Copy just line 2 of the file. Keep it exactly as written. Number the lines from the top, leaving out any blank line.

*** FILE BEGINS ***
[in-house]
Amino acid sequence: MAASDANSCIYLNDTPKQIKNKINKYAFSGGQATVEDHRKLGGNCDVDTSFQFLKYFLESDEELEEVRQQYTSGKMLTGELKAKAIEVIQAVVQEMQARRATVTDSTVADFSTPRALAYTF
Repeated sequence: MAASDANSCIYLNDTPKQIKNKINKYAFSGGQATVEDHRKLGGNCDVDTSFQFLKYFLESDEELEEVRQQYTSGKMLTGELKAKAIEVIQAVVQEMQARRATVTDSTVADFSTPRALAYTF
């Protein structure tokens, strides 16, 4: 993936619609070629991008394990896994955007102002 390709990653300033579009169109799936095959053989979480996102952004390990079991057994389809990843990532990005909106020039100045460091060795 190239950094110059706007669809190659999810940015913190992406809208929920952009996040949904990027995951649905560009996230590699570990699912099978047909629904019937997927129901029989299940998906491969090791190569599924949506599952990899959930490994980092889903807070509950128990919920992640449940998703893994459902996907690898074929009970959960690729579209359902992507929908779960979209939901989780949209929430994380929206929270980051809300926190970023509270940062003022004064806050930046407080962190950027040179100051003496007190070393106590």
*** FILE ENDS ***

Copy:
Amino acid sequence: MAASDANSCIYLNDTPKQIKNKINKYAFSGGQATVEDHRKLGGNCDVDTSFQFLKYFLESDEELEEVRQQYTSGKMLTGELKAKAIEVIQAVVQEMQARRATVTDSTVADFSTPRALAYTF